- "The recent selloff may help reinforce Saudi's cautious stance and delay any production increase," said Stephen Innes, global market strategist at Axi.
SINGAPORE: Oil prices rose on Wednesday, boosted by demand hopes on progress made in US vaccine rollouts, while uncertainty over how much supply OPEC+ will restore to the market at its Thursday meeting and a big build in US crude stocks capped gains.
US West Texas Intermediate (WTI) crude futures rose 18 cents, or 0.3%, to $59.93 a barrel by 0356 GMT, recovering from three days of losses.
Brent crude futures rose 29 cents, or 0.46%, to $62.99 a barrel, up from four days of losses.
Both futures had dipped in Asia's early morning trading.
Demand recovery hopes thanks to the rollouts of vaccine kept oil prices supported, analysts said.
The US will have enough COVID-19 vaccine for every American adult by the end of May, President Joe Biden said on Tuesday after Merck & Co agreed to make rival Johnson & Johnson's inoculation.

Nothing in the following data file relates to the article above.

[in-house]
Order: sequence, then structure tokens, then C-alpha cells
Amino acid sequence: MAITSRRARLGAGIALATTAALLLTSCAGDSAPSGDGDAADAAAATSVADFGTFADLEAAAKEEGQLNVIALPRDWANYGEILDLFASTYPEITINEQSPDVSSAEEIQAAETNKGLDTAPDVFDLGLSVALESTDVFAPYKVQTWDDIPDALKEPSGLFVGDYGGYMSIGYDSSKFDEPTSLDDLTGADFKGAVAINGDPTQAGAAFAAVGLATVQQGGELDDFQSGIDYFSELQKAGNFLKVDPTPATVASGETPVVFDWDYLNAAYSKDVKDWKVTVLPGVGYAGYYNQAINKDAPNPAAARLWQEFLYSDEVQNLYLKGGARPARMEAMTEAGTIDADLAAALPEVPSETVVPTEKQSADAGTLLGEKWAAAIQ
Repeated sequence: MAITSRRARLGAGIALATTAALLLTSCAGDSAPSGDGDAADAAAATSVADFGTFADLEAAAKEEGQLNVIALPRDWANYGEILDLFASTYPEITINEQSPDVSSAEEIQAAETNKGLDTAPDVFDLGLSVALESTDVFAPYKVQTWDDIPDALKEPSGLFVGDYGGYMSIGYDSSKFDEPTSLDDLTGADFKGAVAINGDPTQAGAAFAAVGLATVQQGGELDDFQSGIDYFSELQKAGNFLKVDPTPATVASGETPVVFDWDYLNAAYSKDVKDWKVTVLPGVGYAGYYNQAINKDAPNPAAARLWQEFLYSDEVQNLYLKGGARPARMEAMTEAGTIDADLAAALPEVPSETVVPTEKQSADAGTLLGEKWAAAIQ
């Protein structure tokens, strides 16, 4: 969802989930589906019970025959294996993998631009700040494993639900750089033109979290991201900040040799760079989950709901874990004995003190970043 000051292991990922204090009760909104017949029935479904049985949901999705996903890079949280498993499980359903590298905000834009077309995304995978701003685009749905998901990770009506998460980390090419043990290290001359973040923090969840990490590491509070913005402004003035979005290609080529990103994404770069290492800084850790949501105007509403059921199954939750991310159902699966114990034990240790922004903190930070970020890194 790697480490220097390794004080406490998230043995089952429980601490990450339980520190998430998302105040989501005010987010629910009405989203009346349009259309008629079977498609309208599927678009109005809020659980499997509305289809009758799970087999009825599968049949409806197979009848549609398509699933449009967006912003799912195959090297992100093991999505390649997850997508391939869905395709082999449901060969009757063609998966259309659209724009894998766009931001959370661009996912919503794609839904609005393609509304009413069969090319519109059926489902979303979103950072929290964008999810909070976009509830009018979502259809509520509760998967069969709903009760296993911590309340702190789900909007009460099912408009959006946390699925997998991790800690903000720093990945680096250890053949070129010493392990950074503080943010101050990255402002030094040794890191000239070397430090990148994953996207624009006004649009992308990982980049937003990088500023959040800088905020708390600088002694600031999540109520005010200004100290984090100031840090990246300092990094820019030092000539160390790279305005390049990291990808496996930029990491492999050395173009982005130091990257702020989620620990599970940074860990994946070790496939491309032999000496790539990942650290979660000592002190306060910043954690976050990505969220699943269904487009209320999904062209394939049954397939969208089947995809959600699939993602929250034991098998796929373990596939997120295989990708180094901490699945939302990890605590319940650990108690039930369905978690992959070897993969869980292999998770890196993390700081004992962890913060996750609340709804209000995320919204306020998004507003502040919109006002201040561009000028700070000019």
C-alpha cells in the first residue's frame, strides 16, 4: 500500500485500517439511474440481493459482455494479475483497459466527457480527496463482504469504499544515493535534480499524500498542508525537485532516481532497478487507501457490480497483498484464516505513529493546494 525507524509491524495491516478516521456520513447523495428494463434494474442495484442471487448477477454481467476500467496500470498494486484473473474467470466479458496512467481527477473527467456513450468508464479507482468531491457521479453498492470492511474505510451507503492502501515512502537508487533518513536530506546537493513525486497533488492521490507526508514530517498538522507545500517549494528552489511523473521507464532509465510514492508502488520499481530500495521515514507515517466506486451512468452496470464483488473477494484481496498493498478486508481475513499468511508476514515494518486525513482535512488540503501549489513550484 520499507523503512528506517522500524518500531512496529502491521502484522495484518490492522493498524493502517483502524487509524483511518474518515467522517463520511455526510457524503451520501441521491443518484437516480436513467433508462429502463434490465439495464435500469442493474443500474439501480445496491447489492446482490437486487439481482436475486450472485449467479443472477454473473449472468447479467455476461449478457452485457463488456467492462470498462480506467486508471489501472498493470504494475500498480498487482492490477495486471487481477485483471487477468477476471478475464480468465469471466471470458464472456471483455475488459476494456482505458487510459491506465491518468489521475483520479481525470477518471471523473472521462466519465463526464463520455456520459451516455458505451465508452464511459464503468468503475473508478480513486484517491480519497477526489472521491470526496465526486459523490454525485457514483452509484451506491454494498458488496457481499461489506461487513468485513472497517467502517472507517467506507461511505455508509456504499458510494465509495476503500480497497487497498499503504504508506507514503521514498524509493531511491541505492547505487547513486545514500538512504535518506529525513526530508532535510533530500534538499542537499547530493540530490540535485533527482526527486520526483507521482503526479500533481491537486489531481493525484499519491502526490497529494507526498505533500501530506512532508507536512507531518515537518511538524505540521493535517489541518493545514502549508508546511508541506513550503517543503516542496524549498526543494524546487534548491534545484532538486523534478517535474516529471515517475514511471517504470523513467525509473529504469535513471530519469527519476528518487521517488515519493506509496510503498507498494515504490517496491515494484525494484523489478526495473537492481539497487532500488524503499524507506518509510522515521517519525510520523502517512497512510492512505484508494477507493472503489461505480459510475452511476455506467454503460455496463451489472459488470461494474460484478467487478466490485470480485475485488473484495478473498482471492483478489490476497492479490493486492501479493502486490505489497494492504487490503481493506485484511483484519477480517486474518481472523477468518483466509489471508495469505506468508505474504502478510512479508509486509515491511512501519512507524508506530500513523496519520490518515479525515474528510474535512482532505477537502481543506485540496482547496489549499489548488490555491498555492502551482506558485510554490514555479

Meanwhile, the market's attention is on a forthcoming Thursday meeting by the Organization of the Petroleum Exporting Countries (OPEC) and allies, together called OPEC+, at a time when they are generally positive on the oil market outlook compared with a year ago when they slashed supply to boost prices.
The market widely expects them to ease production cuts, which were the deepest ever, by about 1.5 million barrels per day (bpd), with OPEC's leader, Saudi Arabia, ending its voluntary production cut of 1 million bpd.
However, a JTC document, seen by Reuters, called "for cautious optimism," citing "the underlying uncertainties in the physical markets and macro sentiment, including risks from COVID-19 mutations that are still on the rise".
Reinforcing concerns of potential oversupply, the American Petroleum Institute industry group reported US crude stocks rose by 7.4 million barrels in the week to Feb. 26, in stark contrast to analysts' estimates for a draw of 928,000 barrels.
"The recent selloff may help reinforce Saudi's cautious stance and delay any production increase," said Stephen Innes, global market strategist at Axi.
"It's probably something that could sway the OPEC+ increase more back toward the 500,000 bpd as opposed to the 1.5 million bpd," he said.